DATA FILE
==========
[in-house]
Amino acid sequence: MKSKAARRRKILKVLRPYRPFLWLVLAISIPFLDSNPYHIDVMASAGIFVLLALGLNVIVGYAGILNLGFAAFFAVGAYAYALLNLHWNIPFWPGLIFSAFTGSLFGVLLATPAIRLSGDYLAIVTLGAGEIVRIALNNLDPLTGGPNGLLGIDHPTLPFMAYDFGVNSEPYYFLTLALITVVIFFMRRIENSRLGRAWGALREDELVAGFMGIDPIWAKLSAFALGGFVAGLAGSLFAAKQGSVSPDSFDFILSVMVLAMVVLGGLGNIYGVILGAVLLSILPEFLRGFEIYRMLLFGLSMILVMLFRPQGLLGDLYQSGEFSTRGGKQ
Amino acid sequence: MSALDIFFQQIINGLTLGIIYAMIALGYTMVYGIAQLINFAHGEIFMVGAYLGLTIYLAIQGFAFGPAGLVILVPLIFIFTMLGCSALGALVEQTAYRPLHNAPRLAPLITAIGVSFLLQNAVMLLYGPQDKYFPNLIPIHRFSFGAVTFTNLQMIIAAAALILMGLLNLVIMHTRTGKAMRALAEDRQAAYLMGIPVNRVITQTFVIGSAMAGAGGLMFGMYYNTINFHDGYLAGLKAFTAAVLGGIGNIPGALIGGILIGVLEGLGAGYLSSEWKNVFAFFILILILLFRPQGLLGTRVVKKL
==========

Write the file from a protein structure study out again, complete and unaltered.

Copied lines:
[in-house]
Amino acid sequence: MKSKAARRRKILKVLRPYRPFLWLVLAISIPFLDSNPYHIDVMASAGIFVLLALGLNVIVGYAGILNLGFAAFFAVGAYAYALLNLHWNIPFWPGLIFSAFTGSLFGVLLATPAIRLSGDYLAIVTLGAGEIVRIALNNLDPLTGGPNGLLGIDHPTLPFMAYDFGVNSEPYYFLTLALITVVIFFMRRIENSRLGRAWGALREDELVAGFMGIDPIWAKLSAFALGGFVAGLAGSLFAAKQGSVSPDSFDFILSVMVLAMVVLGGLGNIYGVILGAVLLSILPEFLRGFEIYRMLLFGLSMILVMLFRPQGLLGDLYQSGEFSTRGGKQ
Amino acid sequence: MSALDIFFQQIINGLTLGIIYAMIALGYTMVYGIAQLINFAHGEIFMVGAYLGLTIYLAIQGFAFGPAGLVILVPLIFIFTMLGCSALGALVEQTAYRPLHNAPRLAPLITAIGVSFLLQNAVMLLYGPQDKYFPNLIPIHRFSFGAVTFTNLQMIIAAAALILMGLLNLVIMHTRTGKAMRALAEDRQAAYLMGIPVNRVITQTFVIGSAMAGAGGLMFGMYYNTINFHDGYLAGLKAFTAAVLGGIGNIPGALIGGILIGVLEGLGAGYLSSEWKNVFAFFILILILLFRPQGLLGTRVVKKL